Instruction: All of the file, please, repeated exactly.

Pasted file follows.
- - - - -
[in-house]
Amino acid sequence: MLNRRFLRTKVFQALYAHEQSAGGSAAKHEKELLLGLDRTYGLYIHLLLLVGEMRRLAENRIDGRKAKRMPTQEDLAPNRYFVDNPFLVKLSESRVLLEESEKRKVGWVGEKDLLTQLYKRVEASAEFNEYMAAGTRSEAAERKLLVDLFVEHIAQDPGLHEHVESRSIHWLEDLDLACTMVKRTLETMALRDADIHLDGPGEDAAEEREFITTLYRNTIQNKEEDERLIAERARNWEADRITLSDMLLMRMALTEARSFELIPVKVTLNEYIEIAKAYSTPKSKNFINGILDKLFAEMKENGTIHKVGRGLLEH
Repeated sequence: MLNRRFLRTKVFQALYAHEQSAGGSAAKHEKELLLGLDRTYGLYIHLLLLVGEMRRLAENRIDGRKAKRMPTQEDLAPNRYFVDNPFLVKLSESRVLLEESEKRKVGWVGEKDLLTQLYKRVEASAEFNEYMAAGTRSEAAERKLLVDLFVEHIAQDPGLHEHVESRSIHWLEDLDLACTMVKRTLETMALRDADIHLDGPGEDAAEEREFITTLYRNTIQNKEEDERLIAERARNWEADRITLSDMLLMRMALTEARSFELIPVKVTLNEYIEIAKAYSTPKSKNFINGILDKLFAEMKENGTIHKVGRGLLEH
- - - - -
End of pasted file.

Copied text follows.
[in-house]
Amino acid sequence: MLNRRFLRTKVFQALYAHEQSAGGSAAKHEKELLLGLDRTYGLYIHLLLLVGEMRRLAENRIDGRKAKRMPTQEDLAPNRYFVDNPFLVKLSESRVLLEESEKRKVGWVGEKDLLTQLYKRVEASAEFNEYMAAGTRSEAAERKLLVDLFVEHIAQDPGLHEHVESRSIHWLEDLDLACTMVKRTLETMALRDADIHLDGPGEDAAEEREFITTLYRNTIQNKEEDERLIAERARNWEADRITLSDMLLMRMALTEARSFELIPVKVTLNEYIEIAKAYSTPKSKNFINGILDKLFAEMKENGTIHKVGRGLLEH
Repeated sequence: MLNRRFLRTKVFQALYAHEQSAGGSAAKHEKELLLGLDRTYGLYIHLLLLVGEMRRLAENRIDGRKAKRMPTQEDLAPNRYFVDNPFLVKLSESRVLLEESEKRKVGWVGEKDLLTQLYKRVEASAEFNEYMAAGTRSEAAERKLLVDLFVEHIAQDPGLHEHVESRSIHWLEDLDLACTMVKRTLETMALRDADIHLDGPGEDAAEEREFITTLYRNTIQNKEEDERLIAERARNWEADRITLSDMLLMRMALTEARSFELIPVKVTLNEYIEIAKAYSTPKSKNFINGILDKLFAEMKENGTIHKVGRGLLEH